The Challenging Life of a Minister’s Wife, Part Two–An Interview With Emilie Richards

I’ll confess that when I recently interviewed Aggie Sloan-Wilcox for this blog, she was only too happy to comply.  However there was a caveat.  Aggie claimed that to be fair, I ought to submit to an interview with her, as well.  Aggie’s nothing if not determined.  And those of you acquainted with her know that Aggie always gets her man or woman.  Sometimes a little late, but hey, nobody’s perfect.

I explained to Aggie that I really had very little to say about my life.  After all, I am a minister’s wife, just like she is, and what could possibly happen that’s worth recording here?  She just looked at me, then I remembered to whom I was speaking.  Okay, that excuse fell flat.

So, in the interest of justice–a biggie with our Aggie–I’ve decided to comply.  Aggie promises to keep this short.  And after all, lately Truth is an issue with my favorite clerical sleuth.  We’ll hold her to it.

Emilie, I wonder if writing a mystery series about a church and congregants who kill or get killed was all that wise a step, particularly since your own husband is still a minister?  Has that decision ever come back to haunt you?

I’ve purposely set my series in a very different environment from the church my husband and I are part of.  While the Consolidated Community Church of Emerald Springs is a liberal church, it draws from several denominations for its clerical leadership.  The church is small and fairly traditional in some of its practices.  The town of Emerald Springs is small, as well, and midwestern, with its own unique flavor.  I live in Northern Virginia, just a stone’s throw from Washington DC.  When the president throws a party complete with fireworks, we hear them–and wonder if we’re under attack.  Politics is our life blood and politicians adorn our hallways.  Our church is solidly Unitarian-Universalist and very large.  At any given moment there are at least half a dozen events taking place within its walls, often related to social justice.  So while there are some similarities, there are many more differences.

Surely, then, your portrayal of Ed, my husband, must be based on the real life personna of yours?

I have been extraordinarily careful to be sure that Ed and my husband are sufficiently different that nobody would confuse them.  Ed is first and foremost a scholar.  A small church with a large endowment is perfect for Ed, who hopes to have extra time while in Emerald Springs to pursue academic research.  My husband enjoys scholarly research, but he enjoys all the others facets of his job as much, particularly the people contact.  Their common ground?  A respect for their job and enthusiasm for doing it.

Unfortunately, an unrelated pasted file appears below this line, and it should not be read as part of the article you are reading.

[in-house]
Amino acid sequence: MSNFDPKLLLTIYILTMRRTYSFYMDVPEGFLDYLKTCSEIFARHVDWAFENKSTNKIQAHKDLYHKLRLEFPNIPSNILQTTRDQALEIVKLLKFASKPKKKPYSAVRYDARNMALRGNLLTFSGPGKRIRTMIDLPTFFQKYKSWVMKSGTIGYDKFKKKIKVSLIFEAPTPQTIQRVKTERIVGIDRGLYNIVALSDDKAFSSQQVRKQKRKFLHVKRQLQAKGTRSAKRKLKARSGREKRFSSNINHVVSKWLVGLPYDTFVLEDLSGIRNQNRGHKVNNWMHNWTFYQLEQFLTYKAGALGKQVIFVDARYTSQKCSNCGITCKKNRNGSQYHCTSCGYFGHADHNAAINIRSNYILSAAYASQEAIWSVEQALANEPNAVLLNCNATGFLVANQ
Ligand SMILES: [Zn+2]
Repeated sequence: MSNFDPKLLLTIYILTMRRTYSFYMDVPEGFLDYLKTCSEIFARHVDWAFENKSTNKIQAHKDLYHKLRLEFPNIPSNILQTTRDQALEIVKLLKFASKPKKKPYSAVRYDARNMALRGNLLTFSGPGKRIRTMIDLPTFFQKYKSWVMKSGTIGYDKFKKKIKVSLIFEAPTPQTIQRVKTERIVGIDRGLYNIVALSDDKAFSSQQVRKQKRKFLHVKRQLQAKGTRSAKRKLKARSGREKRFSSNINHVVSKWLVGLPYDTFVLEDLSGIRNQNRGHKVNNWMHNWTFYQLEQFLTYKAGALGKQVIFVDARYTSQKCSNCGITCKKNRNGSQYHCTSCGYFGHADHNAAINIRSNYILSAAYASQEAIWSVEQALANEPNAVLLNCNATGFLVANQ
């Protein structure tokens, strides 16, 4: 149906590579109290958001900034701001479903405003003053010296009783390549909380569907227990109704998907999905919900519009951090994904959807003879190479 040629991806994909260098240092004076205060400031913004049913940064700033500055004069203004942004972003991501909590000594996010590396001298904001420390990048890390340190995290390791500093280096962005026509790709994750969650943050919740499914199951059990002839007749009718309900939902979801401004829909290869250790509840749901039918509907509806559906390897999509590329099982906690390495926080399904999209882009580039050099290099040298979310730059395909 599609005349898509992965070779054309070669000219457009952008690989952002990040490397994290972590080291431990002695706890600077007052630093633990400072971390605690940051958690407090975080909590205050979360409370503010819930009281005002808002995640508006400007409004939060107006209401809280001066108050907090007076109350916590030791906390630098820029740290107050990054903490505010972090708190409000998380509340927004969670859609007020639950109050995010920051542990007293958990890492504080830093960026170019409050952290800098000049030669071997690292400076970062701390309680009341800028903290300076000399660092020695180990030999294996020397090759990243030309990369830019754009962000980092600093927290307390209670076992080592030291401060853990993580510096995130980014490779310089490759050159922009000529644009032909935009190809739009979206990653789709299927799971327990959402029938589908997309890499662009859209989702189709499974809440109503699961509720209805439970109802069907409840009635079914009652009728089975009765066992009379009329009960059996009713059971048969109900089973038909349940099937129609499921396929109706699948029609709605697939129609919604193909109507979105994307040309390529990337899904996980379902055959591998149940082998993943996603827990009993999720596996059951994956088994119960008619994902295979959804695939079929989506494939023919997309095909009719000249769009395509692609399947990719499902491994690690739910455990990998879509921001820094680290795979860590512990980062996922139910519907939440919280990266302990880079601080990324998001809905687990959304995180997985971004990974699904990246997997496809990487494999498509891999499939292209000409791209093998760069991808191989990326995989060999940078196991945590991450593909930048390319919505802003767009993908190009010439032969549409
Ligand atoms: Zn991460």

So you’re saying that nothing in your background led you to write about a small town in Ohio?

Aggie, Aggie, did I say that?  Exactly?  There was a church, a small church in a small town.  Not in Ohio but close.  Very, very close.  (You know who you are.)  Seriously, although no one and no event in the books is related to any church we have ever been part of (note the disclaimer) the town of Emerald Springs is just the teensiest similar to Meadville, Pennsylvania, where we lived for six of the best years of our lives.  I’ve been back to the church to sign the Ministry is Murder series, and they were delighted.

I’m always surprised to see the covers of “my” books.  Do you have any say on what’s there?

I do have some input.  For A Truth For A Truth, I asked for a darker, less “friendly” cover, and my publisher complied.  The new version was quite wonderful, but somewhere between their revision and publication, the old version went to print instead.  So if the book does well and the first printing is sold out, you’ll see the cover to the right on the stands eventually.  Note the differences.

One thing that must be true.  You spend a lot of time developing my family life.  Do you have children of your own?  Were any of them like Deena and Teddy?

I have four children, and in no way do any of them resemble yours.  But they are, in their own ways, exceptional and charming–and for the most part, male.

Finally, have you ever lived in a parsonage?  You seem to know the problems well.

My only experience with parsonages came during my husband’s two sabbaticals in Australia.  The church he served came with one, a beautiful, very special space that is probably one of the most charming houses we ever lived in.  I will think of it fondly forever.  But I only lived there a few months each time.  Even then, it was “life in a fishbowl.”  So your experiences, Aggie, come from my own, and the stories other ministers and minister’s partners have passed on to me.  Just so you know, you have my sympathy.  But that floor?  The one that needs waxing continuously?  I’m afraid that is based on real life.  I wonder if it’s still there.

Look for Aggie and Emilie Richards at your favorite bookstore.  A Truth For A Truth will be on mystery bookshelves this week.  Enjoy.


  1. Phyllis Camp on June 27, 2012 at 11:37 am

    Will the Aggie Sloan series continue? I’ve read them all and am so ready for another book! Please say yes.

    • Emilie Richards on June 27, 2012 at 5:28 pm

      I sure hope so. I may publish as an ebook, though, so I can write on my own schedule. But keep checking my website. I’d hate to say goodbye to Ms. Aggie.

  2. Eva on August 19, 2013 at 2:03 am

    Yay! Please write more Aggie books. I love the characters so much and I need to know what happens to them. Thank you for writing them so well!

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